“Shop without an agent,” the startup’s website originally read. “We’ve got your back.”
Like other real estate startups, Open Listings has since dropped the anti-agent rhetoric and made agents a core part of its service — in this case, by tapping outside agents who wish to partner with it to provide certain services to customers, namely: scheduling home tours, for which Open Listings pays partner agents hourly; or working as a “buying agent,” and helping a buyer close their transaction, in exchange for commission splits.
In addition to partner agents, Open Listings also uses some in-house agents that work as independent contractors and a handful of salaried agents classified as employees.
Asked if Open Listings will hire any in-house agents or exclusively refer buyers to partner agents that work at other brokerages, Staples said Open Listings would continue to use a “mix of roles that best support the customer experience.”
“Qualifying agents can select to be a partner agent for showings and for the offer and closing assistance, or they can choose to partner with us on just one part — it’s up to them,” Staples said.
Opendoor plans to be operating in 50 markets by the end 2020. It’s aiming to go public at some unspecified date in the future.
The future of homebuying: trading up?
In March 2016, Opendoor announced a “trade-in” program designed to solve a quandary facing many repeat homebuyers in the U.S.: in order to afford a new home, buyers may first have to sell their old one.
However, it can be quite difficult to arrange both transactions to occur in the timeframe necessary to avoid staying in other temporary accommodations, and risks sellers losing out on the home they wish to buy if their purchase is contingent on a sale that falls through. Opendoor’s trade-in program tries to offer sellers the ability to apply for a mortgage, as well as arrange closing and move-out dates on their own time and schedule lease-backs.
DeWahl, who heads up Opendoor’s trade-in program, calls the addition of Open Listings the “best of both worlds”: buyers can do whatever they would like to do on their own and then tap Open Listings for “agent and expert guidance when you need it.”
Another way of looking at the acquisition: It allows Opendoor to apply a version of its existing trade-in experience — the one overseen by DeWahl — to all for-sale inventory in a market, instead of restricting it to only the homes Opendoor is selling.
Under the current trade-in program, homesellers moving between markets where Opendoor operates can sell their old home to Opendoor and purchase a new one owned by the company.
They can also use a similar process to sell their old home to Opendoor and purchase a new one from 19 of the country’s 25 largest homebuilders, Wu said. Opendoor has enabled homebuilders to sell $450 million-worth of homes so far, according to Staples.
By fusing its core purchasing service for sellers with Open Listings, Opendoor allows customers to coordinate the sale of their old home to Opendoor with the purchase of any new home — not just properties owned by Opendoor or its partner homebuilders.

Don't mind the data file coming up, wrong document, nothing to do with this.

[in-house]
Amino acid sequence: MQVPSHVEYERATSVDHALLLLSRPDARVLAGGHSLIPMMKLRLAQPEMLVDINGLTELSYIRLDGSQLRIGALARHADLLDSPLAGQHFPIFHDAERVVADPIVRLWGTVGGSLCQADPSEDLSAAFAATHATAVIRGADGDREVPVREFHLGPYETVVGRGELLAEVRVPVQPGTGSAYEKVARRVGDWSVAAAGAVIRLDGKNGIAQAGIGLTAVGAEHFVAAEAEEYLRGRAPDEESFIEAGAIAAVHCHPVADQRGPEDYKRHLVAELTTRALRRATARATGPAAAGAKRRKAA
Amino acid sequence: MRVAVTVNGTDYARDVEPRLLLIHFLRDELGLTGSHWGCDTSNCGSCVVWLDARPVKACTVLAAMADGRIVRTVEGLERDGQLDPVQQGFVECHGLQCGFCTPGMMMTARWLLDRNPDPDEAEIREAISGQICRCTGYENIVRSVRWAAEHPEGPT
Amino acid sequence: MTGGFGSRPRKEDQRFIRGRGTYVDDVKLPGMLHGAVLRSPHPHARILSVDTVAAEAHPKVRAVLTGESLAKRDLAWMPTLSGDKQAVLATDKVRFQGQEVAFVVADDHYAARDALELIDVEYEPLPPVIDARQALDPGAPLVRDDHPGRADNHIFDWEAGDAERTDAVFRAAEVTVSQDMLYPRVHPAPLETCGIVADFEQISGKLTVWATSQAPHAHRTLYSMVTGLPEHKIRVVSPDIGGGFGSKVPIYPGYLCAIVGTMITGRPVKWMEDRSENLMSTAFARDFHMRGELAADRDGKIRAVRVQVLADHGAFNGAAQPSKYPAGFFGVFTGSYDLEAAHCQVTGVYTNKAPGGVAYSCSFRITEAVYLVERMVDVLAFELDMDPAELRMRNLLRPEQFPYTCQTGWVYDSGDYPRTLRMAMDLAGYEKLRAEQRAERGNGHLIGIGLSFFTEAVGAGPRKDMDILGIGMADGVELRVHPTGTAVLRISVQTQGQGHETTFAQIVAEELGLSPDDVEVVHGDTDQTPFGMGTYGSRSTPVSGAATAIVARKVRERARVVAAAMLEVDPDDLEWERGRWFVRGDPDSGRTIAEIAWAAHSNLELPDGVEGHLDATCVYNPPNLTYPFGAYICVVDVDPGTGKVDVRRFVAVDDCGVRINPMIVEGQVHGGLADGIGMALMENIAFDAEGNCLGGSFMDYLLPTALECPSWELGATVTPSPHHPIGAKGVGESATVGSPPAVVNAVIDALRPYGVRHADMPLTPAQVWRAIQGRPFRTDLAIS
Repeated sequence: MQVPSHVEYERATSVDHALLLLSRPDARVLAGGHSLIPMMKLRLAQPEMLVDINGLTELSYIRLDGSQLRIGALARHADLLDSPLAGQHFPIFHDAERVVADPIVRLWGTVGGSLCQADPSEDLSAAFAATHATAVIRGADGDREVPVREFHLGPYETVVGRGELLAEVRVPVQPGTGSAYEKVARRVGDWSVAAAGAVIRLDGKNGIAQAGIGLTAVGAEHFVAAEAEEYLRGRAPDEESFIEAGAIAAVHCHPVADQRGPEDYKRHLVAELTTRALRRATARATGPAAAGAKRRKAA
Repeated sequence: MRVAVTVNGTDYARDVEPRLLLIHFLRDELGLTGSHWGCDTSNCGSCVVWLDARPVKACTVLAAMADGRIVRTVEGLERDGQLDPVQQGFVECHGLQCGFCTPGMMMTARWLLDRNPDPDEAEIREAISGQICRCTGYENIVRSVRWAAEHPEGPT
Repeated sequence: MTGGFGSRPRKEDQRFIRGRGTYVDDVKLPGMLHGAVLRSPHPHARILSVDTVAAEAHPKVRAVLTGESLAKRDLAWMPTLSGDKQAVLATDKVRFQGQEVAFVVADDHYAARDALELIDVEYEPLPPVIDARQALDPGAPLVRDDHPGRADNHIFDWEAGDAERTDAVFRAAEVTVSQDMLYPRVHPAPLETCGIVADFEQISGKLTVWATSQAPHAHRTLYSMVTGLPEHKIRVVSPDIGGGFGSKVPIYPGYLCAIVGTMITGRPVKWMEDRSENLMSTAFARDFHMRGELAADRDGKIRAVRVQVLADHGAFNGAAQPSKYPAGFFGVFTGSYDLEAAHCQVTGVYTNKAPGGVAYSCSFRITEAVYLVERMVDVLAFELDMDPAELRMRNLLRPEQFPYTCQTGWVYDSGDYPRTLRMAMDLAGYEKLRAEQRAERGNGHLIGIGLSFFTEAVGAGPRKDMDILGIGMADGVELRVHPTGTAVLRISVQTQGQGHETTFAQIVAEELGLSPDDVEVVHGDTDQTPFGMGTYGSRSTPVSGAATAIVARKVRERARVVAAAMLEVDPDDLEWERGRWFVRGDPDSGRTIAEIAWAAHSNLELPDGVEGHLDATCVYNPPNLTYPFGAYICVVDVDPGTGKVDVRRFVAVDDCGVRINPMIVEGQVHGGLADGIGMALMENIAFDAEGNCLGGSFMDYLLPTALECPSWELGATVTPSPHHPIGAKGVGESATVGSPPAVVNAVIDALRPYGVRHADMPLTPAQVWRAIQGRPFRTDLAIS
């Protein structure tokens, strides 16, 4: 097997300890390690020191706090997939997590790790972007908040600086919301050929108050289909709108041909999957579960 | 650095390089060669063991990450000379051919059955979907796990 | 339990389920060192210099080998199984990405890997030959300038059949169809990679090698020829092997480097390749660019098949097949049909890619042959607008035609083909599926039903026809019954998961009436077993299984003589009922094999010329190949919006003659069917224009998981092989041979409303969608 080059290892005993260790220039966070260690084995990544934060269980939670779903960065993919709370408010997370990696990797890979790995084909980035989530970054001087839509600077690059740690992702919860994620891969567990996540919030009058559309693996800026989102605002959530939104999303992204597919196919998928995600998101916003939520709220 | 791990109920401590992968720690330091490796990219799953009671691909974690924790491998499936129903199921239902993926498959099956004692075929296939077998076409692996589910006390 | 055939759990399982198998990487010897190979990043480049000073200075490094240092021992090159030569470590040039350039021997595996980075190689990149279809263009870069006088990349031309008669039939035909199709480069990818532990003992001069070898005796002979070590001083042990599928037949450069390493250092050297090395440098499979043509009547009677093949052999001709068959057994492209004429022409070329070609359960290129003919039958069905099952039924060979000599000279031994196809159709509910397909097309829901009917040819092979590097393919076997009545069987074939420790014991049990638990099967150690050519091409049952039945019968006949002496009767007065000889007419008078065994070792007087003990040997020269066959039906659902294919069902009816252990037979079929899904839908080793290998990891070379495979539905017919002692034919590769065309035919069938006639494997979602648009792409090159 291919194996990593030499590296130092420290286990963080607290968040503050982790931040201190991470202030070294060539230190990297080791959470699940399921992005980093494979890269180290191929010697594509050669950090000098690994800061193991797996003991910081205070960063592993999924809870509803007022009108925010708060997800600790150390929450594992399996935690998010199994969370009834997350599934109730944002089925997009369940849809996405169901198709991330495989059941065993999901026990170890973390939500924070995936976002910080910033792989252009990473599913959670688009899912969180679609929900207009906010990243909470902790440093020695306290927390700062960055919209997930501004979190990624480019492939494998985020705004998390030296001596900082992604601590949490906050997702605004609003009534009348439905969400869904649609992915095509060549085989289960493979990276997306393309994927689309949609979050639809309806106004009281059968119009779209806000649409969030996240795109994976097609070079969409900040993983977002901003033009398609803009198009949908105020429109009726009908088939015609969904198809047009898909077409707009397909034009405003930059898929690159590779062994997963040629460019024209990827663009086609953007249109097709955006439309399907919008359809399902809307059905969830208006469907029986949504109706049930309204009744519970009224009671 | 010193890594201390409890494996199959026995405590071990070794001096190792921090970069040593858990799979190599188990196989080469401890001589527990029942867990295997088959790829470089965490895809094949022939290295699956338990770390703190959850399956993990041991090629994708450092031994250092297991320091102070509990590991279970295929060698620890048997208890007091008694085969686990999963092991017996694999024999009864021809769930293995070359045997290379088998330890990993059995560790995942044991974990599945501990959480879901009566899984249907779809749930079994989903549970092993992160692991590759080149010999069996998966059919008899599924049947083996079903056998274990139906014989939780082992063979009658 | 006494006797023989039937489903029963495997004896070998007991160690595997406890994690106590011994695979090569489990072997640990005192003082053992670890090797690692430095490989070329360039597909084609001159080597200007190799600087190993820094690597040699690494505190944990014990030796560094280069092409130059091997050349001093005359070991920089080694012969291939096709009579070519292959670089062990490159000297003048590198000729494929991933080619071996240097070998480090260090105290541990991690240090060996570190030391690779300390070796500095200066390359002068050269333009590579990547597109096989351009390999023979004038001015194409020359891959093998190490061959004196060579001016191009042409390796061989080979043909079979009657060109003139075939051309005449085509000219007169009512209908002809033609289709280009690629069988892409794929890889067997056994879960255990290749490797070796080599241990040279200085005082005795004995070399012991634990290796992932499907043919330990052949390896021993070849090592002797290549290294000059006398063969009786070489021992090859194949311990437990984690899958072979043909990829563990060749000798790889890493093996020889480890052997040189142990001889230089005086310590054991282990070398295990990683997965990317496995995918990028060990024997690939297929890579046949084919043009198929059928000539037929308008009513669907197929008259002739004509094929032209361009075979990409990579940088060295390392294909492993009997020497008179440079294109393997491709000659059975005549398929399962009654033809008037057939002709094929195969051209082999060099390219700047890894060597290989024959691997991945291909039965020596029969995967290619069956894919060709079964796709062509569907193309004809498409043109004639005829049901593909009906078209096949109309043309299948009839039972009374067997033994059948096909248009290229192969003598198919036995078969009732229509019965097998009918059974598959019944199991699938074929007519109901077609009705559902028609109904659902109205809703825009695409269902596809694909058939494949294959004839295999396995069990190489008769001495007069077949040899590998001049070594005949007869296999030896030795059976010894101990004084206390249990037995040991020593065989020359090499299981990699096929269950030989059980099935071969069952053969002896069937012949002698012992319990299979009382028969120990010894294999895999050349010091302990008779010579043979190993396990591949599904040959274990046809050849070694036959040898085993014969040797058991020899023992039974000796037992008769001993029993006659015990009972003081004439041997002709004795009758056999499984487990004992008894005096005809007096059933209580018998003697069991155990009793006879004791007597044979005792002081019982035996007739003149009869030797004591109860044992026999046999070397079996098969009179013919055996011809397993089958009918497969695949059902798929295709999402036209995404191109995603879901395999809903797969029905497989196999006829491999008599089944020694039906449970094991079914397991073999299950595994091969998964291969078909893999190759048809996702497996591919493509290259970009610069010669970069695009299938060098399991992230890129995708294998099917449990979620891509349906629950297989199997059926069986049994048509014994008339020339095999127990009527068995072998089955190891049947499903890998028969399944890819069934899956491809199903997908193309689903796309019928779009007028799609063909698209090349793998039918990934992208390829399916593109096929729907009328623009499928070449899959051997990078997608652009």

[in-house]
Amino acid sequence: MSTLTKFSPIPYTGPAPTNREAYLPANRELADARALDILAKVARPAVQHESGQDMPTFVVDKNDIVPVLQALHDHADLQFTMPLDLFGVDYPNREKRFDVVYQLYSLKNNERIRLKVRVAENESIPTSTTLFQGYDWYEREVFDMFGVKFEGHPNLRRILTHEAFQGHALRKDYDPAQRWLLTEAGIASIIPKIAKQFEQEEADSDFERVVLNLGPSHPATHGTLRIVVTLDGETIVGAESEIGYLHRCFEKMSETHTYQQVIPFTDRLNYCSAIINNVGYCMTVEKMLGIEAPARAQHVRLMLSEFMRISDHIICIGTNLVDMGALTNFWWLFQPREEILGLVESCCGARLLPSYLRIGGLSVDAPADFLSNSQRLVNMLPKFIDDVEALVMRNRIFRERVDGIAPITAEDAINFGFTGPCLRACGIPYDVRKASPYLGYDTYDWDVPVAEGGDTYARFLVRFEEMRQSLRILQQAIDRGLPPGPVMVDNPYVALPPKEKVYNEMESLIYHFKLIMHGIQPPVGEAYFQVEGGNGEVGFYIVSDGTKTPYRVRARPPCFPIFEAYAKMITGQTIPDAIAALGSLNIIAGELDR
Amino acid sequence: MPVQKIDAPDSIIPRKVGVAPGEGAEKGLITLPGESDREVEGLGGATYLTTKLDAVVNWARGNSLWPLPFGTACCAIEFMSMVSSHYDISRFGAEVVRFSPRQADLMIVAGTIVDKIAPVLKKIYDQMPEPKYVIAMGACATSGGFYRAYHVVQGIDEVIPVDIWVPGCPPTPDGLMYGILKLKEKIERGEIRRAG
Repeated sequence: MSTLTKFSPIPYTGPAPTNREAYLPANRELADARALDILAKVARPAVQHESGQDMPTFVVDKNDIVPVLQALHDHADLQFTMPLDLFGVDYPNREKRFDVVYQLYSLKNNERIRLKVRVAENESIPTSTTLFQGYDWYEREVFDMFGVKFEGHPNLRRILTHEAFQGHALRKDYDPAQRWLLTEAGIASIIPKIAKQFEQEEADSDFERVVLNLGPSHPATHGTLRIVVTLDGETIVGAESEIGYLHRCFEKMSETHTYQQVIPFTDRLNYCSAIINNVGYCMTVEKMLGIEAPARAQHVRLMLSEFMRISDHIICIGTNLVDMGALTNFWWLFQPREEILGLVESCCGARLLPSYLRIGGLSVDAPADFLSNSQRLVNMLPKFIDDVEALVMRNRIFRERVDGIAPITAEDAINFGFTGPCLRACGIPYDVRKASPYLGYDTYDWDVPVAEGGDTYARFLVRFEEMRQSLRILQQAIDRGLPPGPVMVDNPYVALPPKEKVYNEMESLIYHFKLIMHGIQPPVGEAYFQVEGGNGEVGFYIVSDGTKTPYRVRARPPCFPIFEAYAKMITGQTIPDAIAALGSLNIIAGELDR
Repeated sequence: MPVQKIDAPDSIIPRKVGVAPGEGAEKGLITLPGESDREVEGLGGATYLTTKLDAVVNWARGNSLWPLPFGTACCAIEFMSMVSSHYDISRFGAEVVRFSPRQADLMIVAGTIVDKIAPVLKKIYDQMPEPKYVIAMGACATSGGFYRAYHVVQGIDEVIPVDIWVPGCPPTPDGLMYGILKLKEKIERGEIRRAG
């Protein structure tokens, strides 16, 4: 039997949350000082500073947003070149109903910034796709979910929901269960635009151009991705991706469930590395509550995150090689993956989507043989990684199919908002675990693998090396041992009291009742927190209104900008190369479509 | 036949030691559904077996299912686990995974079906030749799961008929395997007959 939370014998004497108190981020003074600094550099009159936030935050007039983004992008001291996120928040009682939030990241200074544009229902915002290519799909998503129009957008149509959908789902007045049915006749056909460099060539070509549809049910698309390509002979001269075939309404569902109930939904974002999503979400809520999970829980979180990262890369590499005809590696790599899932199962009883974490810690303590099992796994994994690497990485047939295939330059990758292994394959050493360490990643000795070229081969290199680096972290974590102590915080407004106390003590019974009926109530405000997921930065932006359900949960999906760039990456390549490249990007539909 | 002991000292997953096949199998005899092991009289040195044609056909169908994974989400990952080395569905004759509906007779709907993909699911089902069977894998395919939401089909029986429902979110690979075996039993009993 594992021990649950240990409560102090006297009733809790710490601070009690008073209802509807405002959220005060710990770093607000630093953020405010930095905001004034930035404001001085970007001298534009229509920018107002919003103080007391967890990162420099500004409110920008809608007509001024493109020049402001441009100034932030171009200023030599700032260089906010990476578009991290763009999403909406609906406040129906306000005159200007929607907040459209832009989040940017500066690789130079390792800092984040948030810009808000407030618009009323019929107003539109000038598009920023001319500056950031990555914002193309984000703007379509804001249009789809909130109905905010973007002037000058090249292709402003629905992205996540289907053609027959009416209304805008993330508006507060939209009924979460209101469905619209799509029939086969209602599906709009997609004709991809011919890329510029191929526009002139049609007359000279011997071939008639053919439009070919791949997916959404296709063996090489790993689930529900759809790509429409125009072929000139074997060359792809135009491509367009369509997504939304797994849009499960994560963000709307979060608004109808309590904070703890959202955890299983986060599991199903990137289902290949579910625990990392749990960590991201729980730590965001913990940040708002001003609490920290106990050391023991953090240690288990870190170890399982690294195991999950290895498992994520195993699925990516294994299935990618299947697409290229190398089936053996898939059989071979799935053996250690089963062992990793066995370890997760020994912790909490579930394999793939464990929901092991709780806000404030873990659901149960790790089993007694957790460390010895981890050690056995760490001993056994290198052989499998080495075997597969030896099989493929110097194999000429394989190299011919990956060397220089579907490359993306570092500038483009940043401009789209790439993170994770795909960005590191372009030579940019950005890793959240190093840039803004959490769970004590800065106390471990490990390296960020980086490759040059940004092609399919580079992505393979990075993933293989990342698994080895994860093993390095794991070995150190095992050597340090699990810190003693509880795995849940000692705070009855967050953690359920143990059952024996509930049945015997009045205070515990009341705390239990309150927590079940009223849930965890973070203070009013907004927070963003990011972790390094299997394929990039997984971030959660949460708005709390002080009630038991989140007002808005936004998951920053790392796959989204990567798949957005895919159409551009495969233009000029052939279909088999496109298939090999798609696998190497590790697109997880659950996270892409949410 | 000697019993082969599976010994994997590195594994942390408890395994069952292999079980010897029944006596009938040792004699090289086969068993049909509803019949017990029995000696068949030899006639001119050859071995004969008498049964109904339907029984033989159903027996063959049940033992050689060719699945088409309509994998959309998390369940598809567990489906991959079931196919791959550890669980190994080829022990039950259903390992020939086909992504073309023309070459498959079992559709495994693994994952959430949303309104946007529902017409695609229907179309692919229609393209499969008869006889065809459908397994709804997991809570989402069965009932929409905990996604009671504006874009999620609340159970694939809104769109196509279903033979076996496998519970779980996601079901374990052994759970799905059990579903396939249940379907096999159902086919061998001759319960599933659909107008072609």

“By integrating Open Listings’ online buying experience with Opendoor, we’re putting customers in control of the entire process so they can buy, sell or trade-in their home seamlessly be it for retirement, up-sizing for a growing family or moving for a dream job,” Wu said in a statement.
Staples said Opendoor’s plan is to integrate Open Listings’ and Opendoor experiences, “and [how] that plays out in terms of brand and websites will be determined as the integration process kicks in.”
Opendoor will expand Open Listings from its existing markets (where Opendoor currently boasts more than 500 listings) to all markets where Opendoor is operating in the “medium-term,” Wu said.
This will involve recruiting many partner agents across the country in the coming months.
“Some partner buying agents run their entire business on Open Listings’ referrals,” Staples said. Wu also left open the possibility that Opendoor could partner with brokerages, not just individual agents.
What will Opendoor look for in partner agents?
Wu said it will assess candidates based on three criteria: “One is alignment on mission, so building great services and experiences for customers and movers; the second is alignment around core values and operating principles; and third is that we can provide them” with the “suite of services, applications and tools to make their businesses more efficient.”
What’s next for the combined companies?
Opendoor’s acquisition means even more stiff competition for the expanding space of iBuyers, as well as more direct competition with local real estate agents who don’t wish to partner with it via Open Listings.
That could test Opendoor’s ability to continue to maintain what has been — relatively speaking — a civil relationship with the industry, based partly on Opendoor’s willingness to make typical offers of compensation to agents for bringing buyers to its listings, as well as its tendency to refer some sellers who aren’t a good fit for Opendoor to other agents.
Asked about how Opendoor could deal with potential industry pushback, Wu said that agents “really love Open Listings” and advised Inman to “look at their reviews and even talk to agents who are currently on their platform.”
DeWahl said in response to the same question that Opendoor is one of many companies transforming the buying and selling process and that the company is responding to “what customers want.”
“Open Listings has been able to modernize that relationship between the agent and the buyer,” she said.
While Open Listings partner agents may earn only half the commission agents normally do for representing buyers, its owners claim they can receive a high volume of customers through the brokerage and focus on the “fun stuff” of helping house hunters actually purchase homes, rather than the “endless shlepping of people who might not want to buy a house.”